5 Myths About Parkinson’s Disease
Every year, approximately 60,000 people in the United States receive a diagnosis of Parkinson’s disease. The incidence of this brain disorder increases with age.
However, 4% of individuals develop Parkinson’s disease before the age of 50.
Parkinson’s disease is a progressive brain disorder, which means that the symptoms, which include shaking, difficulty walking, stiffness, and problems with balance and coordination, worsen over the years.
The majority of people who come to struggle with Parkinson’s disease will first notice a slight tremor in one of their hands.
Furthermore, in the early stage of the disorder, people may experience the following symptoms:
It is worthy of note that people experience the symptoms of Parkinson’s disease differently, and, as a consequence, no two individuals with the disorder will have the same symptoms. Unfortunately, there is currently no cure for Parkinson’s disease, but it can be kept under control with the right medication, such as levodopa and carbidopa, and also with alternative therapies.
Therefore, people who suffer from this brain disorder can often have a good quality of life. While Parkinson’s disease occurs in 1 in 500 people and there is plenty of information concerning it circulating around, it is important to distinguish the facts from the myths. To raise awareness of Parkinson’s disease and to provide accurate and factual information about this brain disorder, we have debunked five common myths about it.
1. People with Parkinson’s Disease Only Have Their Motor Skills Affected
Although the medical community deems Parkinson’s disease a motor disorder, it is essential to keep in mind that the majority of people who are going to develop it will first experience non-motor symptoms, such as cognitive impairment, depression and anxiety, dementia, apathy, bowel incontinence, pain, and sexual dysfunction.
People and the medical community should not overlook these symptoms, as they significantly contribute to severe disability, poor quality of life, and a short life expectancy. A sliver of hope is that most non-motor skills experienced by people with Parkinson’s disease are treatable.
2. Medication Can Worsen Symptoms
This myth concerns levodopa in particular, as it was wrongly thought that taking this medication for Parkinson’s disease may actually exacerbate the symptoms patients experience in the long run. While it is true that this medication can cause additional motor symptoms, such as dyskinesia, which refers to involuntarily jerky movements, the onset of this symptom is the result of the underlying brain disorder and not of the medication itself.
While in the past, medical professionals would recommend levodopa only to people with advanced Parkinson's disease, today, anyone can benefit from this medication, regardless of the phase of their disorder.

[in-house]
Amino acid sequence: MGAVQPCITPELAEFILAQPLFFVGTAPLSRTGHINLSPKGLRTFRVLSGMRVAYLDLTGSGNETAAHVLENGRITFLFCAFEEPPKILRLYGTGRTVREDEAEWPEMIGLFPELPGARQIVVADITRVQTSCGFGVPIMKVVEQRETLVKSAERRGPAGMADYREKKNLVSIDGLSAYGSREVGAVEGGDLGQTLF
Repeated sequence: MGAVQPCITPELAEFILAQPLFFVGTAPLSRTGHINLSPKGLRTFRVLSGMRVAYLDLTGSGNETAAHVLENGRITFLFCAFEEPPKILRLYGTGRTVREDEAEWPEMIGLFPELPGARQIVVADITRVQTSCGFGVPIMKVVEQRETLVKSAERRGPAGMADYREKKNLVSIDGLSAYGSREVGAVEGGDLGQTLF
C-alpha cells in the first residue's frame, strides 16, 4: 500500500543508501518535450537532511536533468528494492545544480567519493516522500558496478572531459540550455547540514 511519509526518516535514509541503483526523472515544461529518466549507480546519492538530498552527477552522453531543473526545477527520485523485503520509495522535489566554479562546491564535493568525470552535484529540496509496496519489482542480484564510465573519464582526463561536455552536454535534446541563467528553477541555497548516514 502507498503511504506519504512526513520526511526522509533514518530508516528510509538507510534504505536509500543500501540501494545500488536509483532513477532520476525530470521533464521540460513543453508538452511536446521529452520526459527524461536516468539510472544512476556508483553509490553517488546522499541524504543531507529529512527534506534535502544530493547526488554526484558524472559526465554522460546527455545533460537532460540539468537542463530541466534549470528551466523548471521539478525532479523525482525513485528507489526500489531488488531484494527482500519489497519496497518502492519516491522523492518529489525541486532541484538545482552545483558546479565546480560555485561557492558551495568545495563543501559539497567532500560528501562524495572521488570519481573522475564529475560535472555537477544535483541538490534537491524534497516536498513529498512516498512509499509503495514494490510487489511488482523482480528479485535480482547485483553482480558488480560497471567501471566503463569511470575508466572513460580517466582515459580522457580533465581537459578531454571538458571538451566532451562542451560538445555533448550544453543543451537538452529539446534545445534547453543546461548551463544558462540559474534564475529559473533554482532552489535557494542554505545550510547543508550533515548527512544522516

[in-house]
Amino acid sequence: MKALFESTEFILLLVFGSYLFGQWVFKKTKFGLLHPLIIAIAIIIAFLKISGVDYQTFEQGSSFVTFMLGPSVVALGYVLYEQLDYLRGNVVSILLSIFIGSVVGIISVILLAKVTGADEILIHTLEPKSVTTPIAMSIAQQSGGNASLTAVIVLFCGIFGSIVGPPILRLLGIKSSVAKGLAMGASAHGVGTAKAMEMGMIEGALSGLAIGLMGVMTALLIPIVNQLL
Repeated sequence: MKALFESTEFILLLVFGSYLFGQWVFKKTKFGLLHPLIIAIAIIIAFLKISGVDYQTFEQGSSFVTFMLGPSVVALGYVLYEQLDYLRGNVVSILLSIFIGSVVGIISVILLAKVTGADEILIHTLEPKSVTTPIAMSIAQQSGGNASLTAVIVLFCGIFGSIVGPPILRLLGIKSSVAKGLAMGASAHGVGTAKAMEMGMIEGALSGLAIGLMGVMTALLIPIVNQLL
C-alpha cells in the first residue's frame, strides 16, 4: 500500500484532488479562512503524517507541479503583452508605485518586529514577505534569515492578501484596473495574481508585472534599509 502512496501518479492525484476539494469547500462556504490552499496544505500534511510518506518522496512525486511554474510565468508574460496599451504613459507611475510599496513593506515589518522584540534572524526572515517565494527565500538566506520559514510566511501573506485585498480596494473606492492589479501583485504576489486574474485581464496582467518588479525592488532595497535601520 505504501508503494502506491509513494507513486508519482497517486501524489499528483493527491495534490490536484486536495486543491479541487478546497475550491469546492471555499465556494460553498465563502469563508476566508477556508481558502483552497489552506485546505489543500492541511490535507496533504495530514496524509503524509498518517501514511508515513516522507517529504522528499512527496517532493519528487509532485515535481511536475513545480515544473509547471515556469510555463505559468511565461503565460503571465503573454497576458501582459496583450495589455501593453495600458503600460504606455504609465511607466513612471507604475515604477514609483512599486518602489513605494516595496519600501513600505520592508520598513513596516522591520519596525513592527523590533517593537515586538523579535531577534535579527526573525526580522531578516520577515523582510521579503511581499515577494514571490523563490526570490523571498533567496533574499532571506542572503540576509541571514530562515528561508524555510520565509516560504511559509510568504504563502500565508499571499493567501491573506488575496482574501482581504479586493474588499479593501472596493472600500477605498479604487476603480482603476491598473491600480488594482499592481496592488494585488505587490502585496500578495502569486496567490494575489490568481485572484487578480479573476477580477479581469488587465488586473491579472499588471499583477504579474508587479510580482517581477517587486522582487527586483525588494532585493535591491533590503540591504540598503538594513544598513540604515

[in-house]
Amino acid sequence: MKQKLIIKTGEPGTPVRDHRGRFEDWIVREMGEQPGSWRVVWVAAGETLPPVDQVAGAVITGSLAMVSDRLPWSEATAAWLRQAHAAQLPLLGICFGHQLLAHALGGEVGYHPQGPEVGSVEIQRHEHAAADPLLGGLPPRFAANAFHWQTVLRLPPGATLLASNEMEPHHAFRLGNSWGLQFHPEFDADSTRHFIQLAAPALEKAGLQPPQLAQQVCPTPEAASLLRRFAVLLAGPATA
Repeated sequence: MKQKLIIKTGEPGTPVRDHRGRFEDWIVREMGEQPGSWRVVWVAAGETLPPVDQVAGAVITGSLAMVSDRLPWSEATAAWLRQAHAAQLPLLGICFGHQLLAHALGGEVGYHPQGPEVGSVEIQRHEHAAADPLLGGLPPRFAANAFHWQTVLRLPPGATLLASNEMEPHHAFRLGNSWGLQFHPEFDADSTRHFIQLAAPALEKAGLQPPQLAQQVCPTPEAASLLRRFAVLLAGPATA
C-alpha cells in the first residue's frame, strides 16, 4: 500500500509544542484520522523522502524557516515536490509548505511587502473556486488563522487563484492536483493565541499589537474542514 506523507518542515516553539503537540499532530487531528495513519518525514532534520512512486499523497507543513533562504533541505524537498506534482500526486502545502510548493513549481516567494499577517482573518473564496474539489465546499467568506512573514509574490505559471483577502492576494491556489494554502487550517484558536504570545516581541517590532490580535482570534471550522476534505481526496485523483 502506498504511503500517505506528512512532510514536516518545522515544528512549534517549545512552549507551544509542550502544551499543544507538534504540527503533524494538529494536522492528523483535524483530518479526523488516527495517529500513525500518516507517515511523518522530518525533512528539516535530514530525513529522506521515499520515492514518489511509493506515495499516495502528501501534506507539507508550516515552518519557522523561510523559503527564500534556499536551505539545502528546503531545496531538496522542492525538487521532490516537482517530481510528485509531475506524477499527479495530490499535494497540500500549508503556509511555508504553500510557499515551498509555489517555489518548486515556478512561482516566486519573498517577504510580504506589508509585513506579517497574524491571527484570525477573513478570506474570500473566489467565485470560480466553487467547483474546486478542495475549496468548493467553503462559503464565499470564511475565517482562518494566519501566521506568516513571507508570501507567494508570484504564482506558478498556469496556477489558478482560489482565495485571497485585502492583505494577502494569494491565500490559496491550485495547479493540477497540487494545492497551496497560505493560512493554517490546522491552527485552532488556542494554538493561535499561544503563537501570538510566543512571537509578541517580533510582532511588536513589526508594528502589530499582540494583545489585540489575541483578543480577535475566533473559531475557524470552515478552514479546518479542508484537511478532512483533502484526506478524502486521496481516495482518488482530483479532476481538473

3. People with Parkinson’s Disease Experience Spontaneous Exacerbations
Another common myth about Parkinson’s disease is that people who suffer from it often have exacerbations of their symptoms. The truth is that, even if symptoms can fluctuate throughout the day, the progression of this brain disorder is, in fact, very slow and does not entail flare-ups.
For this reason, if you notice a worsening in the symptoms of a person with Parkinson’s disease, it is crucial for you to take them to a medical specialist who will look for underlying causes. Some underlying causes for symptoms exacerbations in patients with Parkinson’s disease are certain medications such as antipsychotics, valproic acid, and lithium, sleep deprivation, stress, urinary tract infections, and dehydration.
4. The Only Effective Way to Keep Parkinson’s Disease Under Control Is Medication
This could not be further from the truth. While taking your medication is crucial in keeping your Parkinson’s disease symptoms under control, you can partake in numerous other activities meant to alleviate your symptoms and enhance your life quality. For instance, a recent medical study found that people with this brain disorder who engaged in weekly, hourlong exercise sessions could function considerably better in their daily life than those who did not.
In addition to physical activity, there are plenty of other alternative remedies you may want to try if you struggle with Parkinson’s disease, such as taking nutritional supplements, but only with the approval of your doctor, practicing tai chi or yoga, going to massage sessions or acupuncture.
5. Having Parkinson’s Disease Is a Death Sentence
By virtue of the advance in medical technology and the emergence of new, effective treatments, numerous people who suffer from Parkinson’s disease can enjoy a relatively normal and happy life. It is important to know that what usually results in the death of individuals with this brain disorder is not Parkinson’s disease itself but the health complications and injuries that stem from it, such as fractures and infections.
However, with the constant supervision of a competent medical team, as well as with regular exercise and physical therapy, you can avoid these and may even exceed the average life expectancy of people with Parkinson’s disease, which ranges between 10 and 20 years following diagnosis.
Undoubtedly, struggling with Parkinson’s disease, regardless of the treatment options available, is not easy, and, ideally, people with this brain disorder should have a strong support system. The involvement of both medical professionals and family members is essential for increasing the quality of life of individuals with Parkinson’s disease.
Last but not least, Parkinson’s disease patients should try to maintain a positive attitude and be as active as possible despite the bothersome symptoms they experience, as we cannot stress enough the importance of being physically active if you have this brain disorder.